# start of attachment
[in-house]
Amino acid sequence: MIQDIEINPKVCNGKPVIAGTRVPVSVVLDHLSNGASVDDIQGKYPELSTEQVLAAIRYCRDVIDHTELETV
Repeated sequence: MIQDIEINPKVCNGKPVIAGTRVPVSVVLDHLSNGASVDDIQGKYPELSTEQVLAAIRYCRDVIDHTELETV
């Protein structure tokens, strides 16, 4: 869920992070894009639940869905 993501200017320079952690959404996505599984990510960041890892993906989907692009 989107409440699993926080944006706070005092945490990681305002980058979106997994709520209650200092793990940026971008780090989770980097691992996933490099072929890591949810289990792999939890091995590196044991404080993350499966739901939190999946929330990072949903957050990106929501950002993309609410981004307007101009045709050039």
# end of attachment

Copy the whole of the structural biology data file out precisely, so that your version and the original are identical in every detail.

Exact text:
[in-house]
Amino acid sequence: MIQDIEINPKVCNGKPVIAGTRVPVSVVLDHLSNGASVDDIQGKYPELSTEQVLAAIRYCRDVIDHTELETV
Repeated sequence: MIQDIEINPKVCNGKPVIAGTRVPVSVVLDHLSNGASVDDIQGKYPELSTEQVLAAIRYCRDVIDHTELETV
């Protein structure tokens, strides 16, 4: 869920992070894009639940869905 993501200017320079952690959404996505599984990510960041890892993906989907692009 989107409440699993926080944006706070005092945490990681305002980058979106997994709520209650200092793990940026971008780090989770980097691992996933490099072929890591949810289990792999939890091995590196044991404080993350499966739901939190999946929330990072949903957050990106929501950002993309609410981004307007101009045709050039």